At trial, the government based its case on law enforcement's surveillance of Landry's controlled buys with Brown, audio recordings of Brown talking to Landry, and Brown's video-recorded interview with Nashua Sergeant Francis Sullivan after Brown's arrest. The government presented the testimony of five surveilling officers to describe the procedure used to monitor the controlled buys. Although they did not see Landry give Brown money, did not see Brown in possession of cocaine, and did not see Brown give cocaine or any other substance to Landry during the three controlled buys, the officers testified that they provided Landry with cash to make the buys, that they kept him in view throughout the entire buy, and that Landry gave them a quantity of crack cocaine immediately after each transaction. Landry and his vehicle were searched by the police prior to and after the controlled buys to ensure that he did not have any drugs or other contraband on his person, and each time no drugs were found on Landry prior to the buys.

The government admitted and played the audio recordings for the jury. In the recordings, Brown offered to sell Landry “soft” or “hard” and expressed his anger with Landry for being late to their meeting because of “the risk involved.” Landry asked Brown for “the hard.”1 Brown also described himself to Landry as a “businessman” and told Landry that he wished the news was “doing an exposé” on “drug dealers ․ and the working man ․ like yourself.”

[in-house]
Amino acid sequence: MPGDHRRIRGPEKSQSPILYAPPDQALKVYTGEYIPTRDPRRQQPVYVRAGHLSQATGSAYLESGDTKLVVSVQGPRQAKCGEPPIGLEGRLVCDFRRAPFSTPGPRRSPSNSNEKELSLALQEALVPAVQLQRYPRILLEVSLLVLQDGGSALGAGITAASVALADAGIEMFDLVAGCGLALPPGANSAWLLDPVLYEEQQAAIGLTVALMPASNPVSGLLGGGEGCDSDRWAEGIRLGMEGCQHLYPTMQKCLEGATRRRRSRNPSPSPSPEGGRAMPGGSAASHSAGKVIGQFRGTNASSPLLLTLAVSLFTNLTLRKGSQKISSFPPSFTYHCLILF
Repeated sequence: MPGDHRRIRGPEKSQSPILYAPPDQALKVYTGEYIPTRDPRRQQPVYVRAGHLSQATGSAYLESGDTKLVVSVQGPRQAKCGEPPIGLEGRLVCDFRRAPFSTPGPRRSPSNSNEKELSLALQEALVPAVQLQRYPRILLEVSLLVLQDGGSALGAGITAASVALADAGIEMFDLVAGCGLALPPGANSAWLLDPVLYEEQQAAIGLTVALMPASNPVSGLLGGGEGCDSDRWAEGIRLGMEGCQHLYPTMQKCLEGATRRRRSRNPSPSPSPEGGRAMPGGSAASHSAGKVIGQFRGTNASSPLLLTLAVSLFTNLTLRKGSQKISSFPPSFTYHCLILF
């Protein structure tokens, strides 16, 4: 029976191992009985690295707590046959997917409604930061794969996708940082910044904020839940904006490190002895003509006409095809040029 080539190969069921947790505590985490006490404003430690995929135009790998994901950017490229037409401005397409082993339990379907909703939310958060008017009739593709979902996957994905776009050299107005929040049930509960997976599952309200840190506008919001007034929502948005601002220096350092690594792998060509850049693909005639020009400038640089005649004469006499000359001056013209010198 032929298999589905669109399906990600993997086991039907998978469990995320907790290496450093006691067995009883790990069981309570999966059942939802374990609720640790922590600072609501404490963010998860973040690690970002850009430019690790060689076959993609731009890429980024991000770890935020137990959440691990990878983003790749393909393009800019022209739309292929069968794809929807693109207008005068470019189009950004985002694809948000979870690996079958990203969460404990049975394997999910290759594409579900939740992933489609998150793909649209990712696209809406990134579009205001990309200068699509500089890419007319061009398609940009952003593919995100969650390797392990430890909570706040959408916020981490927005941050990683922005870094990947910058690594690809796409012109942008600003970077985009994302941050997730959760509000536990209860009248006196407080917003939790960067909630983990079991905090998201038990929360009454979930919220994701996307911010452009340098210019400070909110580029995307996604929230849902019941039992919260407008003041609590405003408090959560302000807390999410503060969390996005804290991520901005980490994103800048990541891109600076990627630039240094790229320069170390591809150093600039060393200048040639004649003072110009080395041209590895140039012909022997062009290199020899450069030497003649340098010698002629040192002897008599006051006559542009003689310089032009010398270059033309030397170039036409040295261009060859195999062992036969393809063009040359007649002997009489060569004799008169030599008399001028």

At trial, the government also played a portion of the post-arrest interview in which Brown denied being a drug dealer, but nevertheless admitted that he had traded narcotics for other narcotics, that he believed he was “addicted” to a “hustler” lifestyle in which “drugs ․ guns ․ illegal substances” were the only things “providing for” him, and that, in order to “get by,” he “mov[ed]” “[a]nything illegal that you're not supposed to ․ profit from.”

In addition to playing portions of the post-arrest interview at trial, the government put into evidence a video recording containing both the short portions played at trial and the lengthier remainder not played at trial. Inadvertently and unbeknownst to either party at the time, the full recording included a short passage referring to drugs found in Brown's hat after his arrest, evidence of which had been excluded based on the order granting Brown's motions in limine. The portion that both parties agree should not have been admitted included the following exchange: